422936 Understanding Reaction Networks for the Ring Opening of Lactones on Supported Oxide Catalysts

Wednesday, November 11, 2015: 4:55 PM
355E (Salt Palace Convention Center)
Zachary Brentzel, Sikander H. Hakim, Dong Wang and James Dumesic, Department of Chemical and Biological Engineering, University of Wisconsin-Madison, Madison, WI

Improvements in enzymatic and genetic engineering capabilities have enabled biological engineers to synthesize high titers of a diverse range of novel platform chemicals.  These feedstocks have opened new avenues for researchers in the area of heterogeneous catalysis to apply and expand upon knowledge from the petrochemical industry to upgrade these highly functionalized molecules.1

2-Pyrones, specifically triacetic acid lactone (TAL), can be synthesized enzymatically or by S. cerevisiae and allow for multiple upgrading routes.2  After consecutive hydrogenation and dehydration reactions, TAL can be converted into delta-hexalatone, which provides a route to synthesize alpha,omega-functionalized molecules.  Upon reaction with methanol over a supported cesium catalyst, the lactone undergoes ring-opening and esterification to form an unsaturated ester.  We have probed lactones of different ring size and carbon number to understand the selectivity to the unsaturated isomers.  To elucidate the mechanism of ring-opening over a supported base catalyst, we performed weight hourly space velocity studies, apparent activation energy studies, and studies of alcohol dehydration reactions.  Our results show that lactones that pass through a hydroxy ester intermediate produce lower yields to the terminal unsaturated esters.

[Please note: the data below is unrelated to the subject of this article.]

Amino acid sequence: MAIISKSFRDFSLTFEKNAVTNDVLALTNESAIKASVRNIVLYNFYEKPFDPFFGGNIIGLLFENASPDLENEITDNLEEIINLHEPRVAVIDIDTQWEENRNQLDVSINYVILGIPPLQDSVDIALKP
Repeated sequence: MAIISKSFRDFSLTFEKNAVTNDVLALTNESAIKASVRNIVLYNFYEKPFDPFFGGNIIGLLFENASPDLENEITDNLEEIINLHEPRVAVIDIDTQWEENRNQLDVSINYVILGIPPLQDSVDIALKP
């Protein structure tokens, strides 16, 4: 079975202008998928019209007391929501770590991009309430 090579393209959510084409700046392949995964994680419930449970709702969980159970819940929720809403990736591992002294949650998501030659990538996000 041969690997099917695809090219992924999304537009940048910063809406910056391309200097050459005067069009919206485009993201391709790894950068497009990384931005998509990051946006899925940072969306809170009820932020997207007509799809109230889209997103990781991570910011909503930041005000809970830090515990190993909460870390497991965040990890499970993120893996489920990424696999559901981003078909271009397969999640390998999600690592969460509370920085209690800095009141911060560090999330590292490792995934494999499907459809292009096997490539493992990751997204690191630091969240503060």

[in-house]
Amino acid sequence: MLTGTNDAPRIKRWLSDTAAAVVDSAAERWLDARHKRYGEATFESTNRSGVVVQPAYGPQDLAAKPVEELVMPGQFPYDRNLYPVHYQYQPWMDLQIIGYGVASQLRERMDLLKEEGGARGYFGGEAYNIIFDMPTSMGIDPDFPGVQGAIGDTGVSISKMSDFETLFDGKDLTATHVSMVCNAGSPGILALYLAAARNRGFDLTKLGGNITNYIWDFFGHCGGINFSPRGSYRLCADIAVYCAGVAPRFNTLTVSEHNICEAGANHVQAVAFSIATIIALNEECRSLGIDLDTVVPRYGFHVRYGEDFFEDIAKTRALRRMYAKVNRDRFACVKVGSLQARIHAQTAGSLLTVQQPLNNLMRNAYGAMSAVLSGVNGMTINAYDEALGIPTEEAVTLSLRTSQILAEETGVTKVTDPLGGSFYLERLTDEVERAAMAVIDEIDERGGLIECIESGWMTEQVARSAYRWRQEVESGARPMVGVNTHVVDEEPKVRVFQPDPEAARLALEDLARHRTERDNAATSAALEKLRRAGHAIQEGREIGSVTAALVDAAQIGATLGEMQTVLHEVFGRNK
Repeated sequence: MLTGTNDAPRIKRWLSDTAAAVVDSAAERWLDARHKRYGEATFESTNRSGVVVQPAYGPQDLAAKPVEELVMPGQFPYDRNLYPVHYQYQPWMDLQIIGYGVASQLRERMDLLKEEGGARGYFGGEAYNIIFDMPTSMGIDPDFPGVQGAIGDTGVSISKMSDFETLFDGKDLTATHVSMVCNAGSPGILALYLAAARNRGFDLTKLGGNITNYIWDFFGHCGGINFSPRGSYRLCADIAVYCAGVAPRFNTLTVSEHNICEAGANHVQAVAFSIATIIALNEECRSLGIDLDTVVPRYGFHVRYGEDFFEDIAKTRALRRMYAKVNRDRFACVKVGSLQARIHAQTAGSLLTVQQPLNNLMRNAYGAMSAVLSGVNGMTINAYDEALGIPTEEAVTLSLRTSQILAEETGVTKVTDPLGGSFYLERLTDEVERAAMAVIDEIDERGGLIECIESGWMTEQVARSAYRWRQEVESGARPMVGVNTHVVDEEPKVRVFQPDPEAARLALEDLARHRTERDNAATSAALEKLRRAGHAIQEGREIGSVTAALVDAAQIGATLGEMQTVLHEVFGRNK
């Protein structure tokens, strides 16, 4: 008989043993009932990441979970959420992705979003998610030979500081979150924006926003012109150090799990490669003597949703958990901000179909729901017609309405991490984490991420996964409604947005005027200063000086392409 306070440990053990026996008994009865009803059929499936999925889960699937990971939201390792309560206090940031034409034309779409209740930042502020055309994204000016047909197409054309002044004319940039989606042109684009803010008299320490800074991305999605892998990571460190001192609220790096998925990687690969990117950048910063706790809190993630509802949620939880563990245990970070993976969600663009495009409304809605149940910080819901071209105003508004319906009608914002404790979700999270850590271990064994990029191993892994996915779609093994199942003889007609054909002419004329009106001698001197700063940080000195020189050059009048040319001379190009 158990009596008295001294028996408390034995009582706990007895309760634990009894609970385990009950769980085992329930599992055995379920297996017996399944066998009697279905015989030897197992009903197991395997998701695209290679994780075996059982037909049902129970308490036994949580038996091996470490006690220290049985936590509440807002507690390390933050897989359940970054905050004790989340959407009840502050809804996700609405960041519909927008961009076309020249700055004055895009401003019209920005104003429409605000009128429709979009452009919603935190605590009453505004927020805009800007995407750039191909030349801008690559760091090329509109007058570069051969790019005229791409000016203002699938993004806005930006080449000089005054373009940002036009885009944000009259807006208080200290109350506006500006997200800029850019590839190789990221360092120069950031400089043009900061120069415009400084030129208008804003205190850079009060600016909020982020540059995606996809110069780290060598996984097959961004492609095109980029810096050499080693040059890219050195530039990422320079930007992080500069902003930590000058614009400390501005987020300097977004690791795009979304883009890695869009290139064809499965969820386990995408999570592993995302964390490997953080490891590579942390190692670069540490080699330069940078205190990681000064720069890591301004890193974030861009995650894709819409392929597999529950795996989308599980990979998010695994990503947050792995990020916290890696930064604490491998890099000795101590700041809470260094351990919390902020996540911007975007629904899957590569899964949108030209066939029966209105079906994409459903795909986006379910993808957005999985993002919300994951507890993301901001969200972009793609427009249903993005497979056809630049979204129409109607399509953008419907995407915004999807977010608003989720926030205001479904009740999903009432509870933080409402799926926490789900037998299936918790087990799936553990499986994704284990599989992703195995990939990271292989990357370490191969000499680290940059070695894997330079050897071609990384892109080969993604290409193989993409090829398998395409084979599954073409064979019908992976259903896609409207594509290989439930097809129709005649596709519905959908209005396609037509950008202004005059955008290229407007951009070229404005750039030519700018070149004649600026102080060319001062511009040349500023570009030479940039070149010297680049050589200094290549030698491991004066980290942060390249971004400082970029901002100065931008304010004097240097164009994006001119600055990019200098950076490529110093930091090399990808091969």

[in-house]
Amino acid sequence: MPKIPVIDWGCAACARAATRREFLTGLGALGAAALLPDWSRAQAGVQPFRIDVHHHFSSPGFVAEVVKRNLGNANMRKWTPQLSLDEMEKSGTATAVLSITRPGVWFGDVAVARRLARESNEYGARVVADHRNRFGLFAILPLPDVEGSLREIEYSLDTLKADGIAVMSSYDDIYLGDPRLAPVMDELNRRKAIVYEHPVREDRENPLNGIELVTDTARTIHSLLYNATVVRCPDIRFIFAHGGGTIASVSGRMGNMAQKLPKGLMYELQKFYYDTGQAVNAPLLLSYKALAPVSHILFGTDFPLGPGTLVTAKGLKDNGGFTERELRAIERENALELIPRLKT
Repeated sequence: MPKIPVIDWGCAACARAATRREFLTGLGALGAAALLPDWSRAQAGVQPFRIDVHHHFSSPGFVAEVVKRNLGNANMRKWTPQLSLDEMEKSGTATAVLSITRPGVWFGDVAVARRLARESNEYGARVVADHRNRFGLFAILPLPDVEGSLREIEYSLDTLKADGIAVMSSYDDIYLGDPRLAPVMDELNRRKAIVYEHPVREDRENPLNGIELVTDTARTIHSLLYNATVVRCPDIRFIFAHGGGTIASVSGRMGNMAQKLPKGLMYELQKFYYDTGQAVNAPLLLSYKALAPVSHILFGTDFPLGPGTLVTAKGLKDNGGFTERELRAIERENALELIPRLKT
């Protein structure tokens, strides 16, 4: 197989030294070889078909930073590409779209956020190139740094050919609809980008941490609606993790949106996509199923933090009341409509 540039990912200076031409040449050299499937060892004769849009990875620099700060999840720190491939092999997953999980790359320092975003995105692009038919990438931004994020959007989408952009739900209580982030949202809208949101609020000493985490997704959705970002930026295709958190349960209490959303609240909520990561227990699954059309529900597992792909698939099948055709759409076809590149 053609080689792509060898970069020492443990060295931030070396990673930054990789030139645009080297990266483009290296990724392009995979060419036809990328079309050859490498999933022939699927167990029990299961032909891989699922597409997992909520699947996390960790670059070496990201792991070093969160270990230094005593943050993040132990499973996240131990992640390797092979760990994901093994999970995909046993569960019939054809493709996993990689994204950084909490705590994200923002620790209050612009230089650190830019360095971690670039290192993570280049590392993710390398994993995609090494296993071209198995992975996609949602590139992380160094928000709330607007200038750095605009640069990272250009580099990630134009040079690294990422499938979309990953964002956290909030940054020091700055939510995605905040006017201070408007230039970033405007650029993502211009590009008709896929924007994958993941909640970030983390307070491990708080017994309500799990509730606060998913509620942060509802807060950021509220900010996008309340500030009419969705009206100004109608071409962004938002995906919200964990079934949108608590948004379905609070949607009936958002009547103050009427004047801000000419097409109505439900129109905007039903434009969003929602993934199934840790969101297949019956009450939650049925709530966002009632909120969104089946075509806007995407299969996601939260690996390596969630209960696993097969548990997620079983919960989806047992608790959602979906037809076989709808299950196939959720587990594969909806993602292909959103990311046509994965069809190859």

The production of linear alpha olefins (LAO) is another target for the upgrading of lactones.  The lactone undergoes ring-opening and decarboxylation to form LAO over solid acids. Lewis acids, such as gamma-alumina, produce higher selectivities to the alpha olefins than Brønsted acid catalysts, such as silica-alumina.  By impregnating alumina with tungsten, the selectivities to the alpha olefin increase as a result of the decreased basic site density.3  We have studied the reaction network with weight hourly space velocity studies and probe molecules to elucidate the mechanisms for ring-opening and decarboxylation.

(1)      Shanks, B. H. Ind. Eng. Chem. Res. 2010, 49, 10212–10217.

(2)      Cardenas, J.; Da Silva, N. A. Metab. Eng. 2014, 25, 194–203.

(3)      Wang, D.; Hakim, S. H.; Alonso, D. M.; Dumesic, J. A. Chem. Commun. (Camb). 2013, 49, 7040–7042.

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See more of this Session: Fundamentals of Supported Catalysis III
See more of this Group/Topical: Catalysis and Reaction Engineering Division